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Battle in the Heights
Walmart brings out the passion
The Heights may soon be dealing with an unwanted resident, and they're going to have to put up a strong fight to keep them out. The possibility that Houston's seventh Super Walmart could land in the historic area has residents squirming, and a strong reaction for and against its development is spreading throughout the community.
The Facebook group "Stop the Heights Wal-mart!" was formed after reports surfaced that Walmart is looking at a parcel of land south of I-10 near the intersection of Yale Street and Center Street, with plans for no less than the establishment of its next small country, it would seem.
Why? Because the Heights is such a vibrant, creative community, known for its wide range of independently owned businesses, Heights resident Veronica Triplett told Hair Balls.
"It's a place where I can walk to the store, get a fine cup of coffee not made by Starbucks, and find stores that carry everything from locally made crafts and clothing to quirky vintage furniture and recycled jewelry," Triplett said. "This is a part of Houston that doesn't have the feel of a suburban, generic, strip-mall wasteland. My fear is that if Walmart moved into this area, it would pose major competition to all of these places I love so much and force them into extinction."
(Editor's note: The above quote is almost perfect in its Heightsocity — the coffee "not made by Starbucks," the "locally made crafts," the actual use of the word "quirky" and the "suburban, generic, strip-mall wasteland" dis. Heights, we love you, but sometimes you need to take it down a notch. Back to the story...)
A development site plan obtained by the Houston Chronicle shows a 152,000-square-foot store, a parking lot for 664 cars and additional retail spaces for a bank, fast-food restaurant and other stores.
Walmart spokesman William Wertz told Hair Balls that Walmart is considering the expansion at this time but that no plans have been approved.
"We can confirm that we are looking at this site, but discussions are preliminary, and we aren't ready to say any more at this time," Wetz said.
Mayor Annise Parker is also emphasizing that plans are tentative, in a statement to Hair Balls: "This is not yet a done deal," she said. "The property has been assembled for a major retail venture. When that moves forward, there will be careful review for impact on traffic, mobility and city infrastructure. I encourage Wal-Mart, or any other retailer interested in the property, to open dialogue with the Greater Heights and Washington Avenue Super Neighborhoods 15 and 22 as well as other neighborhood groups and civic clubs in that area."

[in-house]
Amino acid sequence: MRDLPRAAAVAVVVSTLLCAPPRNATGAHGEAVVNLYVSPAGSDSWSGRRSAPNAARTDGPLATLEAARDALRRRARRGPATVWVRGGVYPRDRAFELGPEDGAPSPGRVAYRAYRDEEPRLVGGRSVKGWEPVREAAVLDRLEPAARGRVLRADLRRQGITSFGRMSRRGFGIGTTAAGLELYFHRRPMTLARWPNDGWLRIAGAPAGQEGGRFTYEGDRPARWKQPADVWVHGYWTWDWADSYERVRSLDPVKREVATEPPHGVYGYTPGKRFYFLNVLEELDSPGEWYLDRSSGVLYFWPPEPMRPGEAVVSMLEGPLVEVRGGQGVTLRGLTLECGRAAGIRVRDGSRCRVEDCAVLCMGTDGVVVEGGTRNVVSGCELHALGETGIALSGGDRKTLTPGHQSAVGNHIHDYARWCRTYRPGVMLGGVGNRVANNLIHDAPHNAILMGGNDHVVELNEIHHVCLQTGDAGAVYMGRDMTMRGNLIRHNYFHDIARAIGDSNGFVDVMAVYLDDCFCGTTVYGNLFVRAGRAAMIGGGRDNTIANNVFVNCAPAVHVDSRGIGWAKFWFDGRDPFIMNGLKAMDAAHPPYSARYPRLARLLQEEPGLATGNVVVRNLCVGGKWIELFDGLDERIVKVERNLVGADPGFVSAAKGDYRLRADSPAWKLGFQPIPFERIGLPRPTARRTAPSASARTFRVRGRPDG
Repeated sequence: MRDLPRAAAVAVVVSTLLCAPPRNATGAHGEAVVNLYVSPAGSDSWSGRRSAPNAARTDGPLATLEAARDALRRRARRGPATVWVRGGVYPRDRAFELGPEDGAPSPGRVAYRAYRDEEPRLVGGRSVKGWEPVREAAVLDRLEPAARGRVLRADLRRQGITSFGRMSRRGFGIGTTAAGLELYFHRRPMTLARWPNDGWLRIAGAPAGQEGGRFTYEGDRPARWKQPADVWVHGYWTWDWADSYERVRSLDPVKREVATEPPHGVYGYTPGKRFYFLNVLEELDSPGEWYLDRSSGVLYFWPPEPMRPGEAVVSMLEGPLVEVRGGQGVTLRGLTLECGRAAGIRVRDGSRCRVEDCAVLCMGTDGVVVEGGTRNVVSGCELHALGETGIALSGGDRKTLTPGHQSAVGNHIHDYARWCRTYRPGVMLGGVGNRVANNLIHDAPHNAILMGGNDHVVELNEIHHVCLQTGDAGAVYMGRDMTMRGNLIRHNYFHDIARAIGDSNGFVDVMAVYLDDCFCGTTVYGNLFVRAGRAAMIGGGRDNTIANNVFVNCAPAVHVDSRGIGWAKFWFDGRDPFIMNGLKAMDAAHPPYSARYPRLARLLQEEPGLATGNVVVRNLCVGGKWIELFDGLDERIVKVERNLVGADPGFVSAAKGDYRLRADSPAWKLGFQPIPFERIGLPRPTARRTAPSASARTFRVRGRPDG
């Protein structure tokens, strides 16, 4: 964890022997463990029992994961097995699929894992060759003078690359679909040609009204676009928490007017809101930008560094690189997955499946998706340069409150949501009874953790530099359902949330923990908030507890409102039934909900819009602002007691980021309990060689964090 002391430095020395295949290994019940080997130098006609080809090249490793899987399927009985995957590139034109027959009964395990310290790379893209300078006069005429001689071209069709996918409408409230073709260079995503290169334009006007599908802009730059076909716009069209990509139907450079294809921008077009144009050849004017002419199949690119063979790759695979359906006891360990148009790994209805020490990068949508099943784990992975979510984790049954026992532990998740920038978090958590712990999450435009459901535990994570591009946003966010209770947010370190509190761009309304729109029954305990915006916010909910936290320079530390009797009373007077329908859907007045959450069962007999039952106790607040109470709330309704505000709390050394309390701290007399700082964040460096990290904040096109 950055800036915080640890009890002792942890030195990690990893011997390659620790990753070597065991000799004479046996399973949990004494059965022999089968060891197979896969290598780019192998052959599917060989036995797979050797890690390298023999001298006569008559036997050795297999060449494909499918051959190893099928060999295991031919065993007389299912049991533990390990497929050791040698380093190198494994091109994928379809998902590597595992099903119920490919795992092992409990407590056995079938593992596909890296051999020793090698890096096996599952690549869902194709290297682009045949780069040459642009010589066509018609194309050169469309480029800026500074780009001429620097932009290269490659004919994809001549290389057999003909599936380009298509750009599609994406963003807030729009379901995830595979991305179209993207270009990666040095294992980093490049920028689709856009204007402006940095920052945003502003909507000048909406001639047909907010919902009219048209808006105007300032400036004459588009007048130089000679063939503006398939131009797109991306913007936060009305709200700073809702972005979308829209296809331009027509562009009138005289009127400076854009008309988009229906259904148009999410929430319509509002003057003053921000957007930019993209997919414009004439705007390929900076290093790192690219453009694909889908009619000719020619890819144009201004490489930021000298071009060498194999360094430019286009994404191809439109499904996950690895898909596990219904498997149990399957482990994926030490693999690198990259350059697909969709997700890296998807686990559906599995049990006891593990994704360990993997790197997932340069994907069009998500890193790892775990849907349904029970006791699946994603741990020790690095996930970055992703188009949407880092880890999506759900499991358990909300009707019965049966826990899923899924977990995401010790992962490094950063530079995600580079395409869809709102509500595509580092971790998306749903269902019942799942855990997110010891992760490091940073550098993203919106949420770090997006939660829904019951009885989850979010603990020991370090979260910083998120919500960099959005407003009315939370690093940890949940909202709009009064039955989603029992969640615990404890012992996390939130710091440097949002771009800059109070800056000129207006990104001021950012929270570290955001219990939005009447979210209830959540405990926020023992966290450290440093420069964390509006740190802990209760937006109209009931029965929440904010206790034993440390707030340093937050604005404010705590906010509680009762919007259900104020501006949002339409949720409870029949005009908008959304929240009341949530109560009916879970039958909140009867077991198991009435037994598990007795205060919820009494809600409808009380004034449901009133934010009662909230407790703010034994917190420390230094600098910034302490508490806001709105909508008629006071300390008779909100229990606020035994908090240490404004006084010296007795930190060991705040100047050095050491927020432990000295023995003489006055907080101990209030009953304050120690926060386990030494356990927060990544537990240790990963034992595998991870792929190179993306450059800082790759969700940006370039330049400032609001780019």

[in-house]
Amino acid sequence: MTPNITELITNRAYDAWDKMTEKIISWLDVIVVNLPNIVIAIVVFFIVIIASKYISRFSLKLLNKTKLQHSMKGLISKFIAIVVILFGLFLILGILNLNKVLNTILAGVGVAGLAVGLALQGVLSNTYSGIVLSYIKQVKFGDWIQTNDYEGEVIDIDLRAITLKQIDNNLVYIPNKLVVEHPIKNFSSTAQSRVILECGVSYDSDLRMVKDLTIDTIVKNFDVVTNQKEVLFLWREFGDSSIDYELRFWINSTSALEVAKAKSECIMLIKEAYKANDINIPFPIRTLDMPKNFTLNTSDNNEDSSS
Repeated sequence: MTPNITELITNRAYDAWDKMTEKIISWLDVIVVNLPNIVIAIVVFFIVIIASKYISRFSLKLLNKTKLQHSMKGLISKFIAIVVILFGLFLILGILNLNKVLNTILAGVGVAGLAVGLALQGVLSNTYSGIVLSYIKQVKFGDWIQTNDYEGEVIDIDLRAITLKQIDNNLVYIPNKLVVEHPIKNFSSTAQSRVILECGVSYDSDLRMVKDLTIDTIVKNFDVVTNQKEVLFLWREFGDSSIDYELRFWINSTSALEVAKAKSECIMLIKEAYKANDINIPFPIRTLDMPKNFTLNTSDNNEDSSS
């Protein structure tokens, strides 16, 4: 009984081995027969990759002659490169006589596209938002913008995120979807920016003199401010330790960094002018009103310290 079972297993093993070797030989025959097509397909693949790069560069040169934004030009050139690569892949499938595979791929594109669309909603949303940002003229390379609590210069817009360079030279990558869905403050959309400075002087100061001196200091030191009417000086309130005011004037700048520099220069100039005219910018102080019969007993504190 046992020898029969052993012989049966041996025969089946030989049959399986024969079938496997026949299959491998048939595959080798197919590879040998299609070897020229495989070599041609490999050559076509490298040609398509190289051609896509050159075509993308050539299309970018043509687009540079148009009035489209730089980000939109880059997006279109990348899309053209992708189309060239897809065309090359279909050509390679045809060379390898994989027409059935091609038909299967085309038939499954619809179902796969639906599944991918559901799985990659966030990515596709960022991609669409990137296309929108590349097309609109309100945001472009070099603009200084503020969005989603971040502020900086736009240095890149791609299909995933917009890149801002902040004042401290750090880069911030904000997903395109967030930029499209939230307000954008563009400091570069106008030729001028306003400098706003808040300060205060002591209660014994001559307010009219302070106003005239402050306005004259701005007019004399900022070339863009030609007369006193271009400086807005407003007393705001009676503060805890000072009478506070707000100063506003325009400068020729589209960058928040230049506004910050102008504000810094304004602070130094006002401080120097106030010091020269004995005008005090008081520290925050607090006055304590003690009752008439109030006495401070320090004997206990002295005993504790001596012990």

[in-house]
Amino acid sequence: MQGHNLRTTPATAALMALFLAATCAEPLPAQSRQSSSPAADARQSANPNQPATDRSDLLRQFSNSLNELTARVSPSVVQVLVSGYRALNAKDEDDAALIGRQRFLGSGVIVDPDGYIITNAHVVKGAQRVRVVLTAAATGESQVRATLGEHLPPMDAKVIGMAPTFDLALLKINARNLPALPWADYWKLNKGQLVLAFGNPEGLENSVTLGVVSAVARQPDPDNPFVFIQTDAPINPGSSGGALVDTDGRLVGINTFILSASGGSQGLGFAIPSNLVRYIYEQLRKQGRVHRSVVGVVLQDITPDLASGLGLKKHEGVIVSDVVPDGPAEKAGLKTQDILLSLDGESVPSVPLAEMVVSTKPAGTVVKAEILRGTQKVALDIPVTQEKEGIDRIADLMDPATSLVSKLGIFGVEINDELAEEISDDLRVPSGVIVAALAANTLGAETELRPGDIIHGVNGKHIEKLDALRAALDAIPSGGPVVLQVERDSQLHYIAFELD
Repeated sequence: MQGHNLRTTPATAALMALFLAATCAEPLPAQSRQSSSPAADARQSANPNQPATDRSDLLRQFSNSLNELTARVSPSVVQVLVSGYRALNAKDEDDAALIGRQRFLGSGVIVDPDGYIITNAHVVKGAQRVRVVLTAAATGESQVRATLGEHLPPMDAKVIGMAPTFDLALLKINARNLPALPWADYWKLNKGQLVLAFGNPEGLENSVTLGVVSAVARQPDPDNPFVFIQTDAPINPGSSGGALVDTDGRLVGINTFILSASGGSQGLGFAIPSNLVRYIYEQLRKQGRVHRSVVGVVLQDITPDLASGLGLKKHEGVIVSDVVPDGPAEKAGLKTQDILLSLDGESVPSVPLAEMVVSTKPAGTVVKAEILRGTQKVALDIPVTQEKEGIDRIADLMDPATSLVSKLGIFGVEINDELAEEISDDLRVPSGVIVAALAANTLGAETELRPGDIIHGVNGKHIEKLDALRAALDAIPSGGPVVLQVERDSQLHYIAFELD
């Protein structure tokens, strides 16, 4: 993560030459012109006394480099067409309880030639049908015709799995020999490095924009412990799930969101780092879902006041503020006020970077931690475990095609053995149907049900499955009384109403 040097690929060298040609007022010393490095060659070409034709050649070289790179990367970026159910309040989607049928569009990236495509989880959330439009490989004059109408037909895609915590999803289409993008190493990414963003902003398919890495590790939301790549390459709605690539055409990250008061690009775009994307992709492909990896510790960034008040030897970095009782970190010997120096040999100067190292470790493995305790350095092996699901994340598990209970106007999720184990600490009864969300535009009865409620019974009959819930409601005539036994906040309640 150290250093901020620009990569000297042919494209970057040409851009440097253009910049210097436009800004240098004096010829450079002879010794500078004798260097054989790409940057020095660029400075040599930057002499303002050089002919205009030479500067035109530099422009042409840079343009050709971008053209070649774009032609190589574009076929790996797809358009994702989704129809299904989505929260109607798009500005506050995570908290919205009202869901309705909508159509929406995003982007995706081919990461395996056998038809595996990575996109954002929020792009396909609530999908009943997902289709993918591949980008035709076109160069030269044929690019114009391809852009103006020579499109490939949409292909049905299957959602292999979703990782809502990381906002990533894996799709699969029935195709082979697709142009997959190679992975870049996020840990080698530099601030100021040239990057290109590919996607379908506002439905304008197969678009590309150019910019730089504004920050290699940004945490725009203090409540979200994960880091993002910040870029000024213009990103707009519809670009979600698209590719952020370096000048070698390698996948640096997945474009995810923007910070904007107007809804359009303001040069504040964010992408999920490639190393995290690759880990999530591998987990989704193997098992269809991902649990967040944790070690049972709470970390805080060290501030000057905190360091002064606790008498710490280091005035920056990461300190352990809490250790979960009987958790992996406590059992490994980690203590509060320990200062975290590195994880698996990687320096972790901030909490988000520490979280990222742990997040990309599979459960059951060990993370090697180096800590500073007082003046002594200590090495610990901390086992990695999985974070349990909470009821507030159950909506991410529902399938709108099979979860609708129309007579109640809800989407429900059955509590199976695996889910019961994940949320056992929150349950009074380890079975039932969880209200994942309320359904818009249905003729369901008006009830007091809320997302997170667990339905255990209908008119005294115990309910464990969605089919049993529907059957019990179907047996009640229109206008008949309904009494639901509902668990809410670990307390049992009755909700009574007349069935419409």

A majority of online commenters make clear their distaste for Walmart:
"NO WALMART!! Take your union busting, bad employment practices, and destruction of small businesses and shove it where the sun don't shine," Kat Kupelian said on the message board of "Stop the Heights Wal-mart!" Facebook page.
On the other side of the argument, there are some who assert that while it could change the unique landscape and affect some small businesses, the bigger picture is that Walmart would bring much-needed jobs to the area.
Small-business owner John McKay of Montrose Skate Shop told Hair Balls that he has no problem with the potential development of a Walmart in the area, and the benefit of jobs far outweighs any other issues.
"I don't see it as a negative; people can get jobs, that's a good thing, nobody else is creating any jobs that I've seen, none...Maybe something at Target or Walmart can be the answer...We need somebody producing something."
Activist groups are too late to try to stop the Heights' transition away from the small community to a consumer-driven one, McKay said.
"They already turned Washington into another Richmond strip. Where were they then?" McKay said. "You've got a bar on every damn corner, that's not a problem, but suddenly somebody can actually go buy some socks and underwear and that's a problem. I don't get that one."
Johnny Rojas, owner of Rojas Printing & Graphics, told Hair Balls he has mixed emotions about Walmart.
"I've seen Walmart do really good, and I've seen Walmart destroy mom-and-pop shops," Rojas said.
Heights resident Will Barrett grew up in the Heights and has witnessed the transition over the years. Barrett told Hair Balls that while he's no Walmart fan, it seems most of the opposition is based on a number of fallacies for some, some trendy bandwagoning for others and, for quite a few, a subtle bit of classism and even racism.
Over the last decade, Barrett said, thousands of lower-income, working-class people, many of whom are minorities, have been priced out of the neighborhood — a Walmart could be very beneficial to them, but it doesn't matter for those living in what he called the "$550,000 McMansions."
"Honestly, it's hard to point the finger and shout 'racist' at an individual," Barrett said. "But I think you're a little delusional if you don't think there's at the very least a small racial and socioeconomic aspect to the Walmart resistance. You'll hear it said a lot, 'Well, there's a Walmart going up at 45 and Crosstimbers; why can't "they" shop over there?'